Adult "Leaps" & The Ever-Elusive Meaningful Work | #217
Writing again after having a baby
April 1st, 2023: Greetings from Austin! I have been enjoying lots of quality time with Angie and Michelle as well as a month of disconnecting from work. Every time I have leaned into non-work, I am always reminded that writing is the thing I miss and want to come back to. I am excited to be writing again and am hoping to do a little more than I have in the past. We will see how that goes.
In terms of life, I don’t have strong convictions or strong plans but it is quite clear to me that spending meaningful time with my daughter is one of the most important things I can do with my time and something I want to build my life around going forward. I’ll be writing about some creative strategies I plan to adopt in the coming months.
Also, thank you so much to the guest posters who all did a wonderful job injecting the spirit of this newsletter into their writing and sharing their own stories. If you missed them: And if you haven’t read the guest essays yet, they’ve been fantastic:
- on nervous systems and recklessness vs. courage,
- on intuition, fitness, and uncertain journeys, Alice Lemee on skipping the 9-5 and her freelance writing journey, and
- on parental expectations and being a grown woman.
Alice Lemée on skipping the 9-5 to build a freelance career
andon thinking about life through the lens of a math-loving former trader
While I was gone I also had some pretty epic podcasts that dropped:
Derek Sivers on moving beyond comfort
Russ Roberts on why he moved to Israel to “start over” in his 60s
Steph Smith on how her relationship with money has evolved on her path
- on living as an Expat in Vietnam and carving a path as a modern meme-driven writer
- on getting companies to embrace complexity as a consultant
Without further ado…
#1 Working Hard And Liking It?
Intense hard work within a great culture can be one of the greatest things in the world. It’s also damn hard to find.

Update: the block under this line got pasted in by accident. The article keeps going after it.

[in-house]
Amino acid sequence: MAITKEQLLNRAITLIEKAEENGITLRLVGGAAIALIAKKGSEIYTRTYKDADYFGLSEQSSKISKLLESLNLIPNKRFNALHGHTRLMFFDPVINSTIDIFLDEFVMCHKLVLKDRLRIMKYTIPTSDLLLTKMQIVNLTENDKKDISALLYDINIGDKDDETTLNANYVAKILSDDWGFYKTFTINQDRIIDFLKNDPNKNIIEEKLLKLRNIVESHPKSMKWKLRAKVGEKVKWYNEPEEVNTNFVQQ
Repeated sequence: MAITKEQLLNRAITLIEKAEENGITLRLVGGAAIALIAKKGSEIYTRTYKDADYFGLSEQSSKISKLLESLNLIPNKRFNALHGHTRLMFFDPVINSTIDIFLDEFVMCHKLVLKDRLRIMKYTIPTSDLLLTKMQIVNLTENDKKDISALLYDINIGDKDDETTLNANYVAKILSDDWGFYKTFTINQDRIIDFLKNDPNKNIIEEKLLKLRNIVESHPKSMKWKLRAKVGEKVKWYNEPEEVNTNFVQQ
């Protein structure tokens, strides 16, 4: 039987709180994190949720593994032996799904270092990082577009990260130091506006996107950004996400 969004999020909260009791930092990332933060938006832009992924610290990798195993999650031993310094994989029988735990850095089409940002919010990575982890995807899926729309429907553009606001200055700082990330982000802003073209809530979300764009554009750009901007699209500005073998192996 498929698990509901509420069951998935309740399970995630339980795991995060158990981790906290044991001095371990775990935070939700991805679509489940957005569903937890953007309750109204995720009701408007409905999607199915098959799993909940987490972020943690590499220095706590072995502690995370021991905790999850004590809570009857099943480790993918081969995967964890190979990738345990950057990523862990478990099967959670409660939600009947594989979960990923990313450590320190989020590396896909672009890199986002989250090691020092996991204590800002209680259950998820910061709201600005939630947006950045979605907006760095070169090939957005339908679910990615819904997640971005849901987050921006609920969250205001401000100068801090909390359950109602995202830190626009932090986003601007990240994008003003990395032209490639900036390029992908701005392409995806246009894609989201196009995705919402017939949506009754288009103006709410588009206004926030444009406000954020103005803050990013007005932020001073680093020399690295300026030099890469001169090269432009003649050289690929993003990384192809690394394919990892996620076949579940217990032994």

I’ve experienced three stretches of working in such environments, one of which was my entire two years at McKinsey when I was 23. This experience was the greatest thing for my own skill development but also the worst because every work experience after was disappointing. We like to think that we as individuals can conjure up great work through great effort. But it’s not true. We are only capable of what our environment allows.shared a fantastic reflection on working at Stripe, a place that pushed her incredibly hard but was also immensely rewarding. For example:
My colleagues chimed in on my work—because I asked them to, and because it made the work better, not because they didn’t trust me. Once, the CFO called me after sending out notes from a “postmortem” I ran to remind me that we should use the word “retrospective” instead (it’s more reflective of what we were doing and a lot less morbid). My work was meticulously but warmly critiqued by my peers and leaders alike, and my work got better and better because of it.
If I never experienced a similar thing at McKinsey, I might write Brie off as delusional. A workaholic. But at McKinsey, I received similar kinds of criticism and by the end of my time there, craved it.
People get critiqued all the time in the workplace but rarely do they get to experience it in a culture of people that actually give a damn about their work. Brie talks about skipping a vacation and not regretting it because of how much people cared at Stripe:
Once, my manager asked me to reconsider the vacation I had been planning because my team needed me. “If you go, who will cover your work?” I looked around at my colleagues who were also regularly working 15-hour days and decided to stay put. I’m proud of that choice. Call me masochistic, but I have to admit that it felt good to care about anything that much. And, to be around people who I know cared that much too.
You might think this is counter to what I write about here on Boundless.
Would I have taken the vacation? Almost definitely. Would I have tried to work less than fifteen hours a day while still doing good work? Also 100% yes. But I also completely understand what Brie is talking about.
When you are around people that give a damn it is infectious.
She puts it better than I can: